FAQ

Hunting with bow and arrow is definitely a valid tool in the  modern game mamagements situation.
Statistically a bowhunter needs considerably more time in the field (5-10 times more)
to get within a range were he or she can successfully harvest the game,
this is usually around 20 metres. The short distance make it extremely safe to use in closness to property.

Good hunting ethics actually strongly support the practice of archery hunting! Hunters who choose the bow and arrow are so near the hunted prey and thus will show great respect for game by “hunting on nature’s terms” without utilizing some of the advantages of human technology give us. 
The fact that it is necessary to closely approach the game hunted – typically under 30 meters – means that animals have ample opportunity to detect the hunter and escape.”

The discussion that the practice of hunting with bow and arrow would increase any poaching is basically false!
EBF has contacted professionals in nations were bowhunting is legal it
has been found that use of bow and arrow for poaching is extremely low.
In Missisippi, USA where statistics are available, only 1% of the reported poaching incidents were related to bow and arrow. Danish, French, Finnish and Hungarian authorities report basically negligent problem with established bowhunting.

There are many reasons for this: It is a weapon that is hard or impossible to shoot from a vehicle. 
The greater time required exposes the poacher. And night shooting is difficult.
What is more, archery equipment is an unlikely choice for criminals in pursuit of game
because they have readily access to modern semi-automatic firearms
equipped with sound moderators and night-vision aids.
 

Getting close enough to hunt game with a shotgun is certainly a challenge.
However this is ultimately an entirely different methodology from bowhunting
and therefore lacks the crucial aspects that many seek in bowhunting.

EBF´s official policy is that all hunters should have both a theoretical and practical hunter
education to form their knowledge base. In addition, to be able to hunt with bow and arrow,
each hunter should also complete a specialised course, such as the International Bowhunting Education Program (IBEP) or equivalent.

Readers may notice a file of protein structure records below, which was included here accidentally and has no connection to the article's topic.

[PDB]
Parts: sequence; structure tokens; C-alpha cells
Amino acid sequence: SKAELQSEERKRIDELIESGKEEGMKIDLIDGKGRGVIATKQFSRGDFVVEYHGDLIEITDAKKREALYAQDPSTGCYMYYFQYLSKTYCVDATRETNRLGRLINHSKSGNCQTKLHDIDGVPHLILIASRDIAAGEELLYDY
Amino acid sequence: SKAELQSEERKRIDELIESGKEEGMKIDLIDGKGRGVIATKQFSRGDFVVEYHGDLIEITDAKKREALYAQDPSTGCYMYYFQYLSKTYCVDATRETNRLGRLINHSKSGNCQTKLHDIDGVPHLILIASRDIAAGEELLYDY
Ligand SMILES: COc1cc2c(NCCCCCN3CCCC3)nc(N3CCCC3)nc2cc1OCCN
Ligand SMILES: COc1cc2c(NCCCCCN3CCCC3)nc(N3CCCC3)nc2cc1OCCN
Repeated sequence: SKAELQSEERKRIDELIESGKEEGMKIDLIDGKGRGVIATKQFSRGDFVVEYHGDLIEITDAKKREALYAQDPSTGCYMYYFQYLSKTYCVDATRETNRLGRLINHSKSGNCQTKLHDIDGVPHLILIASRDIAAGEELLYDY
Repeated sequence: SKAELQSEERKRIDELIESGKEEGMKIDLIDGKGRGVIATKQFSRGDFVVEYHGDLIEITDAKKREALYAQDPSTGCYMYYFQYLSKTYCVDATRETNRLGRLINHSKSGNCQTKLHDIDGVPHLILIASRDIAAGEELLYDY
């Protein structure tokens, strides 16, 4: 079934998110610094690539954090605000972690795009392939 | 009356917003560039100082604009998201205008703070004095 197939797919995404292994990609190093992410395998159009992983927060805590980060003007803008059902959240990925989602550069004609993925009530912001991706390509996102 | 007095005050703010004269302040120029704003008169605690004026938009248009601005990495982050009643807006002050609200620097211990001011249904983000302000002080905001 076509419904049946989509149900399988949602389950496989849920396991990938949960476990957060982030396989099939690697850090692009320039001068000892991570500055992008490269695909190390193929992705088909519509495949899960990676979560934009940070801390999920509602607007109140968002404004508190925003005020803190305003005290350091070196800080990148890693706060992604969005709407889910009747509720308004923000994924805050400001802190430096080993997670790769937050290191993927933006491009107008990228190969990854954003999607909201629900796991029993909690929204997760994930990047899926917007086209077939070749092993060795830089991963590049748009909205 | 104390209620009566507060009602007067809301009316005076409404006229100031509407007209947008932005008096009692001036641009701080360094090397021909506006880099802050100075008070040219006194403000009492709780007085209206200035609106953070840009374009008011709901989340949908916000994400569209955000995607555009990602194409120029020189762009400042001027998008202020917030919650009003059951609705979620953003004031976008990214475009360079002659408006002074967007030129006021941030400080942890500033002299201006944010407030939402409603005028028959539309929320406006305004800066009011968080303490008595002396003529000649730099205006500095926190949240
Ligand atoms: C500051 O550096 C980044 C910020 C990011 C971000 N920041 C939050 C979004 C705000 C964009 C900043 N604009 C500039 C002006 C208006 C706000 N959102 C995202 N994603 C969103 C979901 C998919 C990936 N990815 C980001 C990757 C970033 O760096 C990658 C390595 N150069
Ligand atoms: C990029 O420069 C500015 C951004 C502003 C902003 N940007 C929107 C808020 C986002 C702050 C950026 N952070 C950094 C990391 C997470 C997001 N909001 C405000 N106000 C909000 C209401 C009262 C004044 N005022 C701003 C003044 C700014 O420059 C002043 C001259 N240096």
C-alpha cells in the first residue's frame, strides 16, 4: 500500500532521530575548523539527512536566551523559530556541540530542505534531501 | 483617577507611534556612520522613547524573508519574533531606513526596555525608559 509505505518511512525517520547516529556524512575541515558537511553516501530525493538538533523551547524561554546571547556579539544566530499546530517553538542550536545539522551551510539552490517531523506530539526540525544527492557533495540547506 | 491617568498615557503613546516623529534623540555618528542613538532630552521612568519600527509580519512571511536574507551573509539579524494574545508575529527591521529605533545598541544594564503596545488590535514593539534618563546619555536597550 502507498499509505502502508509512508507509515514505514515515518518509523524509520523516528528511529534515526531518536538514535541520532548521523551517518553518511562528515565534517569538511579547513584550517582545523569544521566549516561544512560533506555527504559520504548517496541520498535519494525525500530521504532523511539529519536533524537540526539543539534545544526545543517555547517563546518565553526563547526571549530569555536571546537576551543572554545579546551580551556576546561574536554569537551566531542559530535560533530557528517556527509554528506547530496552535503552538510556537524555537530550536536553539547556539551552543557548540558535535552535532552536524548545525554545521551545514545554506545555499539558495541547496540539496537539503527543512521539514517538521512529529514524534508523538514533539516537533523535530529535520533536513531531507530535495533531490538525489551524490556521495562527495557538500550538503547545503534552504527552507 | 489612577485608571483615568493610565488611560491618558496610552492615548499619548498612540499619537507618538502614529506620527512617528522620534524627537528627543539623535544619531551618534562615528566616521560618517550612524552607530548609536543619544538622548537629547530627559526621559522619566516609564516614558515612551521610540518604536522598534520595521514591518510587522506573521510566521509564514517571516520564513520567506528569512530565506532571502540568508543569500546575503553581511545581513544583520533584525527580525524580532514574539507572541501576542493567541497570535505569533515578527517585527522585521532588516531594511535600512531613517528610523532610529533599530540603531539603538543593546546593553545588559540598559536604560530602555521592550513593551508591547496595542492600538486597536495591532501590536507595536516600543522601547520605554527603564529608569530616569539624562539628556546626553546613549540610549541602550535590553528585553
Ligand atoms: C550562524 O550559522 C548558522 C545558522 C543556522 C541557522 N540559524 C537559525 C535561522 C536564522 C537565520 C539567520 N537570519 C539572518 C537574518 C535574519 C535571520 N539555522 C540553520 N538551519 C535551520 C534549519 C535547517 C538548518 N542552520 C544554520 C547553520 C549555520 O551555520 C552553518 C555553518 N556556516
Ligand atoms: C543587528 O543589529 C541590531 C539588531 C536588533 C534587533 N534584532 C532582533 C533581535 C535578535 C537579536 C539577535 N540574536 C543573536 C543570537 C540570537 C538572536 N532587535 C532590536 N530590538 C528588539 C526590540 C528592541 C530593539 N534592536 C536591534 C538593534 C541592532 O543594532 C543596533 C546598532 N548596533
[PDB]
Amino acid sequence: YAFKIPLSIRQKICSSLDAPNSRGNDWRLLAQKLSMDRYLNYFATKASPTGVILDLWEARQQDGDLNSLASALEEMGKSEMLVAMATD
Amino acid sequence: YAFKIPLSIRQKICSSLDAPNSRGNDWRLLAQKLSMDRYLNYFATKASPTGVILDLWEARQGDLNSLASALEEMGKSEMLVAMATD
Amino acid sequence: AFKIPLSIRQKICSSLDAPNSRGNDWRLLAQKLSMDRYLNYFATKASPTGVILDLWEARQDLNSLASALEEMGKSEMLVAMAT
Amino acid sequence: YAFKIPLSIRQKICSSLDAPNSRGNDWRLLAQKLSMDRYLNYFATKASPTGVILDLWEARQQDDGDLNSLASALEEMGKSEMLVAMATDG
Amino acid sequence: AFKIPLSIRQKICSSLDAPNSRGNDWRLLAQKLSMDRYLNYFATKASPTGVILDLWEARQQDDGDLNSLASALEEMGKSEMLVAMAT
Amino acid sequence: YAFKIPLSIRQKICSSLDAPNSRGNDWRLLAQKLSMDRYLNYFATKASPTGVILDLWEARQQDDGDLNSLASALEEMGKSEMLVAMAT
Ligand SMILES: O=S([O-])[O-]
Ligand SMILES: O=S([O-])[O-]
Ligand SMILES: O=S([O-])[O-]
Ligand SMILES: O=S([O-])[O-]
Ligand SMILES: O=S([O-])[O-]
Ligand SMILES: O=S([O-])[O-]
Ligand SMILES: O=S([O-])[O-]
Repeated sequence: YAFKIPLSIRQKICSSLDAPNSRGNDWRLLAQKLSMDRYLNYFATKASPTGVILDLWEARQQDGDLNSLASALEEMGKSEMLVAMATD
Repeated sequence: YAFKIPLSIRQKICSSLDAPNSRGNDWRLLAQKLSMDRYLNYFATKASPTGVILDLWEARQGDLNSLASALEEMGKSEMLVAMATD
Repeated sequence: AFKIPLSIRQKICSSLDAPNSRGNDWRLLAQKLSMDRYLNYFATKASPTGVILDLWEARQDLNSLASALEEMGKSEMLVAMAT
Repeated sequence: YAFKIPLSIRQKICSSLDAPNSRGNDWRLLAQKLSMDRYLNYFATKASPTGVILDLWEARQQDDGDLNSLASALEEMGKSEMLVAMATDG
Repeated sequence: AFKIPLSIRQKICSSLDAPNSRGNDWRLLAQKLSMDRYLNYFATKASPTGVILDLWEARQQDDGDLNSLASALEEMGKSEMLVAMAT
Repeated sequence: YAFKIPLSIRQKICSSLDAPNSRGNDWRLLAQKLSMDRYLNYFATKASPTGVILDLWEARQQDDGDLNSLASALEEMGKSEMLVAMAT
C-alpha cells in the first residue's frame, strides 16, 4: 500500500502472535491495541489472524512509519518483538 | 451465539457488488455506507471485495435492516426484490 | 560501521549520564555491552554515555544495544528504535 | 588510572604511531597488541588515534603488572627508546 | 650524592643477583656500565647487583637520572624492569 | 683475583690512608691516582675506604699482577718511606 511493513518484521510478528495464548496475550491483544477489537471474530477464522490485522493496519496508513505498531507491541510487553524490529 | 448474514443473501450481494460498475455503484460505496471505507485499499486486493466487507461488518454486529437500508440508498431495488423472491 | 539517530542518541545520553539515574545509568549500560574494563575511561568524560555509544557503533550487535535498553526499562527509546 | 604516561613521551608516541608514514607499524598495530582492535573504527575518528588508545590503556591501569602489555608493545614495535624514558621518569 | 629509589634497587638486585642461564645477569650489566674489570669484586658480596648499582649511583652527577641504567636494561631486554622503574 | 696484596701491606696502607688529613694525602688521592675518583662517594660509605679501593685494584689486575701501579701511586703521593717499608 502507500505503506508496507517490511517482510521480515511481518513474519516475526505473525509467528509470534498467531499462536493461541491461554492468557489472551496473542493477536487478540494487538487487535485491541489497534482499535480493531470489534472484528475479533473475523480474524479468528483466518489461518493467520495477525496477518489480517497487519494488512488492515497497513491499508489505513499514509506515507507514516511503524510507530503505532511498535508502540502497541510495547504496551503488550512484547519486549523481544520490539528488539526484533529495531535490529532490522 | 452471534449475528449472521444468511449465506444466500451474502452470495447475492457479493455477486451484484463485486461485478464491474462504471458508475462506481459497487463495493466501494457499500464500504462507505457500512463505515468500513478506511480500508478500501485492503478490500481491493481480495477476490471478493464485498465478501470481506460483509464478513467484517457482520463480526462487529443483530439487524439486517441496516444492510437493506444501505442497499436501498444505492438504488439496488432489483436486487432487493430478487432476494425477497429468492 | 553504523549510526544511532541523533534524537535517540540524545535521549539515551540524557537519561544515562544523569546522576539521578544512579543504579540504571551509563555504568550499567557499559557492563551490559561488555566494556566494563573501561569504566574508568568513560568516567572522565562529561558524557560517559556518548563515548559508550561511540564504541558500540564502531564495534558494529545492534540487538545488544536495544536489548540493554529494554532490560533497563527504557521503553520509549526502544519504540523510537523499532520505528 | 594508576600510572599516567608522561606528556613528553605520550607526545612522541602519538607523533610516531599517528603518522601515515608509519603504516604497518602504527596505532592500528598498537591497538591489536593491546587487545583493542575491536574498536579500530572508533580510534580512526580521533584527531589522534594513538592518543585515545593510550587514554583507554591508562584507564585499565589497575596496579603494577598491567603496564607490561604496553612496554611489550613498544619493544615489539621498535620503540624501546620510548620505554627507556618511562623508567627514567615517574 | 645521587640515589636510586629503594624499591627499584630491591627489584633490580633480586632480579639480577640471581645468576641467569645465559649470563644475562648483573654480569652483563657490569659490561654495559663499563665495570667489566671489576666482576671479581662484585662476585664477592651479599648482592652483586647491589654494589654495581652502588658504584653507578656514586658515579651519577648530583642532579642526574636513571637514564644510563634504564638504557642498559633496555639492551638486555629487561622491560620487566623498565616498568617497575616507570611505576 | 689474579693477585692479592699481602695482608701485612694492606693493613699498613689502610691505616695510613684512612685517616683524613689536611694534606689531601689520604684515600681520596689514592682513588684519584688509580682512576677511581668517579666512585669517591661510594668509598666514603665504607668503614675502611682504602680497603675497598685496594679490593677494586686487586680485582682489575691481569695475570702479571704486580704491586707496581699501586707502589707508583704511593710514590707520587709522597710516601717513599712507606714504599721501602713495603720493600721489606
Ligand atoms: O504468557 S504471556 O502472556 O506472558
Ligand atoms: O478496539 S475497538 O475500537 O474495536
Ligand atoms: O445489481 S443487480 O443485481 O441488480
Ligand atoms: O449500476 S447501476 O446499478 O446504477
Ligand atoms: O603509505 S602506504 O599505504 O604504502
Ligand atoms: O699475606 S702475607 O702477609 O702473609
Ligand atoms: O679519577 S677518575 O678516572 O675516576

The “European Charter on hunting and biodiversity” mentions hunting with bow and arrows as one of the recommended hunting metods to facilitate biodiversity conservation and rural development.

There are no restrictions on the use of bow and arrow in any of the European Directives that govern hunting

A competent Archer is very accurate out to about 90 metres. While hunting this distance will lessen and and is ususally 20-30 meters. At this distance the accuracy is comparable to a firearms hunter.  Statistics indicate that the average bow shot on game will be taken at less than 25 metres, and bowhunters seldom shoot moving game.
Danish statistics clearly show that 85% of the harvested roe deer were standing still at the moment of arrow release. The same study shows that close to 80% of the roe deer were shot at less than 20 metres.

A modern hunting bow using arrows fitted with hunting tips is so effective that all game species in Europe can be ethically harvested. In nations with long bowhunting traditions, such as the USA, the primary species harvested with bow are deer (In 2011 1,1 million mostly white-tailed deer). However, thousands of bears, wild boar and moose are also harvested annually.

While each hunter has his or her own answer to this question. Most hunters have a passion to be surrounded by nature and even embedded  and partake as a harvester at times with quality and nutricious venison as a bonus.

Sometimes we relate to the differences amoung sport fishermen: Some of them fish with nets, others with casting rods, some with spinning rods and still others use a fly rod. Those individuals using a fly rod are usually highly dedicated and more interested in the catching process versus the catch itself.
We see very similar lines of reasoning among bowhunters.

Even today we cannot use the most effective hunting tools available. For example: hunting from vehicles is prohibited as is the use of fully automatic weapons, night-vision or thermal sights, spot-lighting as well as magazine capacities are restricted on all hunting firearms.

Tracking the game after a shot is always complicated, and many experts
consider this to be the hardest task in hunting. If the
situation allows, we always recommend choosing the most effective